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Hiking Ka’ena Point

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I love absolutely everything about the westernmost tip of Oahu. My favorite way to access Ka’ena Point is from the west side of the island because I get to drive through some very non-tourist, aloha-filled towns and enjoy views of sparkling white sand beaches with azure waters beneath dramatic mountainscapes. After the drive, I get to hike a great little cliffside trail to the point and then hang out with monk seals. Want to join in the fun?

20141107_095746The trail begins as a road which is frequented by ATV and mudding enthusiasts. vente privee ugg tech iphone 8 case They tend to get stuck and leave huge muddy holes in the road which are lots of fun for kids. moncler paris Caleb enjoys jumping in them and getting really muddy (this gets me muddy, too, as it turns out). tottenham iphone 7 case I tell myself that there are likely rich people who pay a lot of money to have Hawaiian mud on their skin so I’m getting a great bargain. The path is lined with flowering cactus and native Hawaiian plants. doudoune moncler pas cher jordan case iphone 6 Caleb loves finding them and identifying their colors. We talk about where they are growing and I ask him a lot of questions like: “Do you think this plant gets a lot of fresh water? Does it like shade or is it a full-sun plant?” Caleb always surprises me with his answers. chaussures puma 2018 the walking dead iphone 6 case The trail follows an old railroad track which was damaged by a tsunami in 1946 and ends at the Ka’ena Point Natural Area Reserve, which is protected land. timberland chaussures The weather is usually sunny and hot, and it can be windy – a hat, sunscreen, and plenty of water are recommended. Allow 1 to 3 hours depending on your pace. Stay away from the wave-exposed coast unless you are familiar with harzardous ocean conditions.  20141107_09375920141107_09494220141107_10212720141107_102332Some of the mudding enthusiasts end up abandoning their vehicles. It was rather sad to see these trucks hanging onto the cliffs and junking up such a gorgeous place. I’m told that the state must remove them each year and it’s quite a costly endeavor.20141107_101047See my fantastic hiking friends? I love hiking with other moms. They are so inspiring! See the arch behind her? The upper west coast is rich with awesome rock formations.20141107_095951There are tide pools and even two blowholes midway through the trail.20141107_103902Parts of the road are completely washed away and then there is a trail which zigzags up the hillside. uag iphone 7 plus phone cases The views from the pathways can’t be beat!20141107_10491320141107_104916After passing through the gate, the view of the island is stunning. puma en ligne to the left is the north shore and the west shore is on the right:20141107_104833Turning back toward the dunes…20141107_11525420141107_10583020141107_105159And finally, the tidepools!20141107_11144420141107_11130420141107_111635  I love monk seals. timberland pas cher squishies iphone 6 plus case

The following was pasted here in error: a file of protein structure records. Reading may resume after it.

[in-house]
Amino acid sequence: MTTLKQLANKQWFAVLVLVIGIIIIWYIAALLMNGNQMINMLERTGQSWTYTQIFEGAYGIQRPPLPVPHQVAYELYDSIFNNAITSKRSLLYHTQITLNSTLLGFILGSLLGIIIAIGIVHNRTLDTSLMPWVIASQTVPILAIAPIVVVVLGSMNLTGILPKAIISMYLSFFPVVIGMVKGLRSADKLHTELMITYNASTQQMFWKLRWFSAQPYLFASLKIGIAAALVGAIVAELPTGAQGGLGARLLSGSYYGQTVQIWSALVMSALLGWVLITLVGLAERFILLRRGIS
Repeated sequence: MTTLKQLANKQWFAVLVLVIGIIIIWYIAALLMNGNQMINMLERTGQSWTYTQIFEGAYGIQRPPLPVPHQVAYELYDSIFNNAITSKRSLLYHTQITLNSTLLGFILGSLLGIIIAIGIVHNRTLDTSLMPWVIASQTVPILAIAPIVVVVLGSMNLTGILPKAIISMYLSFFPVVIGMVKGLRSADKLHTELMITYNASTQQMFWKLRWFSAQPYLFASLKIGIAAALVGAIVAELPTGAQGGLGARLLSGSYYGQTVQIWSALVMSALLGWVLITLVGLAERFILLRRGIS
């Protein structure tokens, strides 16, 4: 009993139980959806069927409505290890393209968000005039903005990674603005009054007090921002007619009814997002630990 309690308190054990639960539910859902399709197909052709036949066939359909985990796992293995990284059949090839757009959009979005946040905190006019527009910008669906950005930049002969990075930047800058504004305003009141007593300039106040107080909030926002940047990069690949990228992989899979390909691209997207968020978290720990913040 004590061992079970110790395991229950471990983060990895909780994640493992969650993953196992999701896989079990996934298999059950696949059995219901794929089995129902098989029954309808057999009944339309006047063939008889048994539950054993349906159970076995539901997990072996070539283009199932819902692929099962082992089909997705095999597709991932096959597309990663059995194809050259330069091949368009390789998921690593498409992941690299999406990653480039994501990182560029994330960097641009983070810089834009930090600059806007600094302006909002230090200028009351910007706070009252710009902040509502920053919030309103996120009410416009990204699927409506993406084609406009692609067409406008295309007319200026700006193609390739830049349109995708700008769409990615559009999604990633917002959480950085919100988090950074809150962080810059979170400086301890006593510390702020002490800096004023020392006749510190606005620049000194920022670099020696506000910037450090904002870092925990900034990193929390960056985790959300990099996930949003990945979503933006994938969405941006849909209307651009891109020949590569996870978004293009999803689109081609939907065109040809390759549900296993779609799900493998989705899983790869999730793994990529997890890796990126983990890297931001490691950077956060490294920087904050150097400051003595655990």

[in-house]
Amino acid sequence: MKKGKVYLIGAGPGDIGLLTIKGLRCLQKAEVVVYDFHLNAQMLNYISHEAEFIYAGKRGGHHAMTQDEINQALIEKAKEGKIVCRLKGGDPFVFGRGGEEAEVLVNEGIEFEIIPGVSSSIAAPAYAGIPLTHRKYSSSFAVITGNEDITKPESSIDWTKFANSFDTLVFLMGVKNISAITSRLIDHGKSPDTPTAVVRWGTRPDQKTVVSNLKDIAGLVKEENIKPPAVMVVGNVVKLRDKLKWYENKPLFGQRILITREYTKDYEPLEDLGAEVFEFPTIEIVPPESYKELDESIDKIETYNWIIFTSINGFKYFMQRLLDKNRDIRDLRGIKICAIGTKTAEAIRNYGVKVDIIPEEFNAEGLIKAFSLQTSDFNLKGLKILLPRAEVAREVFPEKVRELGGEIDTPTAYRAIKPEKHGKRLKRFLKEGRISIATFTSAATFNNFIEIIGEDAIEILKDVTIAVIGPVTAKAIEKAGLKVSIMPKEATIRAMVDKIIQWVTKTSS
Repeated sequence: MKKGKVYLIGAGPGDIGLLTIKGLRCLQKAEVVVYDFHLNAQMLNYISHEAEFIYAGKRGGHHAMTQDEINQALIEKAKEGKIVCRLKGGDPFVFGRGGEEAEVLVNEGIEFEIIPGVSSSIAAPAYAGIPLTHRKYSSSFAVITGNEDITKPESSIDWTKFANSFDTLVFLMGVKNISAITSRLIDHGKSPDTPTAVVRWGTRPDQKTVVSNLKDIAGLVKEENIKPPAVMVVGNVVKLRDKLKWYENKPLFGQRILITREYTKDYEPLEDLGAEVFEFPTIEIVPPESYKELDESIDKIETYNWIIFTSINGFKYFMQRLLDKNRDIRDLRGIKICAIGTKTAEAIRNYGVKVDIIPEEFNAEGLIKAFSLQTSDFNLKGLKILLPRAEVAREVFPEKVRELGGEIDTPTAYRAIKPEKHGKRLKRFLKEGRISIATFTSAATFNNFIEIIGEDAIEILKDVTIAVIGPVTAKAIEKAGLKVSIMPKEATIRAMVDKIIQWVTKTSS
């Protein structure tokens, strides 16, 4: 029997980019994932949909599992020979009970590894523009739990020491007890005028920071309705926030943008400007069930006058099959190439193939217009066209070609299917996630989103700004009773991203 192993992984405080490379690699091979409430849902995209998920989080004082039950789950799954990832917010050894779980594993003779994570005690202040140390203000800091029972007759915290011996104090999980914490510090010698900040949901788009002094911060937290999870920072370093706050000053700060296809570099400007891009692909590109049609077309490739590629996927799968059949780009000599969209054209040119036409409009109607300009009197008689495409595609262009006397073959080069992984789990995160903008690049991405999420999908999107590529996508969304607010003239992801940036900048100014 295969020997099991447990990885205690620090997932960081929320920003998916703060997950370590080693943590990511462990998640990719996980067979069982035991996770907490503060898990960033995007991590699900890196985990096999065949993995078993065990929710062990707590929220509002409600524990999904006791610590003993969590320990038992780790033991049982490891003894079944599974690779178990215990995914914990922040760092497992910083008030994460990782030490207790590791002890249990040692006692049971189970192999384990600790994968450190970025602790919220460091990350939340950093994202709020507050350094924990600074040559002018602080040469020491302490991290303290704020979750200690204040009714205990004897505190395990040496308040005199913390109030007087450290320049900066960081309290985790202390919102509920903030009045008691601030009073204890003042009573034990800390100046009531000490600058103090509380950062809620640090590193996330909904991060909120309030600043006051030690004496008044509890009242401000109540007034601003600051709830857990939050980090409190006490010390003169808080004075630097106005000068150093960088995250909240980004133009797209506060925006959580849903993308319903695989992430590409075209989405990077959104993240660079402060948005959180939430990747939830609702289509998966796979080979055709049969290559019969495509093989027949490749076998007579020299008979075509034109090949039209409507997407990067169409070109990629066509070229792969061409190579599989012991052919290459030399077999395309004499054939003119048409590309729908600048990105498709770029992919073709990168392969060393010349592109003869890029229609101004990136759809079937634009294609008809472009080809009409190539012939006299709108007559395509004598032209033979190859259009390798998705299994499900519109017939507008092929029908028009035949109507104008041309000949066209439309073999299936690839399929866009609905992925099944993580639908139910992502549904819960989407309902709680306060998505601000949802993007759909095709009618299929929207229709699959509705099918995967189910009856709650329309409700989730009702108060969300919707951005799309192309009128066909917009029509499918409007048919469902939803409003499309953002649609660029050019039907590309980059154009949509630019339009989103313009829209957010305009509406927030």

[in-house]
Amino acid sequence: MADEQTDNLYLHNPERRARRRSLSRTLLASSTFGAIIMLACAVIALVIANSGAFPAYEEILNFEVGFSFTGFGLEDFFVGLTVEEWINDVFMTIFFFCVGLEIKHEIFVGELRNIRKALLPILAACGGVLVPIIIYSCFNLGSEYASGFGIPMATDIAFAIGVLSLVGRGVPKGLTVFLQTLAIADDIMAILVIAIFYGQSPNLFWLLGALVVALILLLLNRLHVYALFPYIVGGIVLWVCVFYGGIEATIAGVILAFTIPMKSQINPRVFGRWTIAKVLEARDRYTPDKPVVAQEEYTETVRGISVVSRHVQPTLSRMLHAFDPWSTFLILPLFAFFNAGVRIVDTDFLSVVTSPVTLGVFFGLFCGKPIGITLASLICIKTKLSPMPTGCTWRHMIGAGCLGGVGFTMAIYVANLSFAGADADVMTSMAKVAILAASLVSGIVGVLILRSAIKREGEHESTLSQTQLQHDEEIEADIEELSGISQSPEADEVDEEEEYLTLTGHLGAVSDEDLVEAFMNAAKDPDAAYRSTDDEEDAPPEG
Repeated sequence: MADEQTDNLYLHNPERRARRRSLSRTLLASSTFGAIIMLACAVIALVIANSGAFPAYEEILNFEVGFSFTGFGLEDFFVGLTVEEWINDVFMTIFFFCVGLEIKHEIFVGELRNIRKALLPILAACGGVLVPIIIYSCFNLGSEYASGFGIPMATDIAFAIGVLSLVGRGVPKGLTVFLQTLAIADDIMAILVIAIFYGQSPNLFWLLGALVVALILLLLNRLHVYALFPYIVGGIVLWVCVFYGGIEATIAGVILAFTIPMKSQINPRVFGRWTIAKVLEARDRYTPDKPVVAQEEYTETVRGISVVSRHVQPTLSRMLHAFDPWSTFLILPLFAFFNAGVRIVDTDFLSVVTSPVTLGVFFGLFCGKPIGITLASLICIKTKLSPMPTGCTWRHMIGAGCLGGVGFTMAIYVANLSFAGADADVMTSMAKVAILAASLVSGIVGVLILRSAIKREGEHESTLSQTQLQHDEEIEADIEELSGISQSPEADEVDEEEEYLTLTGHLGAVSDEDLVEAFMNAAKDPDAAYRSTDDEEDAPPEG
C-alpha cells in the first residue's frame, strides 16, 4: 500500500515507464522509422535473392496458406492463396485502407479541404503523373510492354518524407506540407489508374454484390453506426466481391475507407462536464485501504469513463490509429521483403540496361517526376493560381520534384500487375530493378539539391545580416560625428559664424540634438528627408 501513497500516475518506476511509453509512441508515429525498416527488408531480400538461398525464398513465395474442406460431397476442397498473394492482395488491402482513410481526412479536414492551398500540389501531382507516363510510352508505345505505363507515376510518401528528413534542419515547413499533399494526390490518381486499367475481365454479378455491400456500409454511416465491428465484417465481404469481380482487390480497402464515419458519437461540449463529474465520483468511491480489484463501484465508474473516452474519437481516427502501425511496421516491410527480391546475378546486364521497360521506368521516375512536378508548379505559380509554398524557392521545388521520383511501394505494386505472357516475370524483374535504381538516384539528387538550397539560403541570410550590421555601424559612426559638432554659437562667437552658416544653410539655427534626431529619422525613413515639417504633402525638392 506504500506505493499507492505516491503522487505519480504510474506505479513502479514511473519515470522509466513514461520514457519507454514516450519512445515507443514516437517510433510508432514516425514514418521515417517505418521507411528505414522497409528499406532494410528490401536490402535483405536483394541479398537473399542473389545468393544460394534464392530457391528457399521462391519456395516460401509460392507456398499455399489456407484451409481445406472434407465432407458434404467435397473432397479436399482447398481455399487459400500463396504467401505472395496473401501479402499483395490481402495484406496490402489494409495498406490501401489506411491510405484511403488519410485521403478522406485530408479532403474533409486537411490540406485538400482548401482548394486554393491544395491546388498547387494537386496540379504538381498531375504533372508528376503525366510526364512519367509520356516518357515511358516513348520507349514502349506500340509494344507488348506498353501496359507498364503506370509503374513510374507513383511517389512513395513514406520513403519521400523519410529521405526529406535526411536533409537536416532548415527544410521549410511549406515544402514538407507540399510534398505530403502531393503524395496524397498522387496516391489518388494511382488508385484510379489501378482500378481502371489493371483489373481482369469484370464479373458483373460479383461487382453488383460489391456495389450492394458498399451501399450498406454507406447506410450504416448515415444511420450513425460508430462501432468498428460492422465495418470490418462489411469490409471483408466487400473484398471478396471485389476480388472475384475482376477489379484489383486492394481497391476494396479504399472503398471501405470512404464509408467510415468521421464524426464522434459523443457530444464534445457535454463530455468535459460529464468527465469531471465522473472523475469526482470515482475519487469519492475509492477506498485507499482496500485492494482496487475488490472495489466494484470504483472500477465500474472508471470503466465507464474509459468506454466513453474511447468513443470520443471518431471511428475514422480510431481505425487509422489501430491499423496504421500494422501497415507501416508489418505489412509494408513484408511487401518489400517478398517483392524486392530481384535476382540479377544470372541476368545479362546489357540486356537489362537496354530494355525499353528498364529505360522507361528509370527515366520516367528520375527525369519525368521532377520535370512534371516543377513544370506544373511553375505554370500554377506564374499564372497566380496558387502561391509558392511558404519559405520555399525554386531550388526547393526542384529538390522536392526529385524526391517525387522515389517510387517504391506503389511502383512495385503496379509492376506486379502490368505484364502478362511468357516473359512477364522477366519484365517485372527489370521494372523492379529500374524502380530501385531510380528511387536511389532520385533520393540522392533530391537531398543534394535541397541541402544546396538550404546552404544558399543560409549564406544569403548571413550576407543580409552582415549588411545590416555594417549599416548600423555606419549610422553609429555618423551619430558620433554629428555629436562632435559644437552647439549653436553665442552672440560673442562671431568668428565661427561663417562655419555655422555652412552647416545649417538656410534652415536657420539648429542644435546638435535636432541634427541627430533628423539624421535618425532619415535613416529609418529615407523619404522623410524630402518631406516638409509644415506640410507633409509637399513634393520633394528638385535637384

Want to do this hike? Here are the details: Directions: Take H-1 West toward Waianae and continue on Farrington Highway until it ends at Ka’ena Point State Park There is a parking lot on the right with bathrooms and the trail begins from the lollipop-shaped parking area at the end. phone case iphone 6 plus 360 The trail is 2.4 miles to the gated entrance of the reserve, 5.2 miles if you go all the way to the point (which I recommend). Advice: Wear lots of sunscreen and a hat. Bring plenty of water and a snack.

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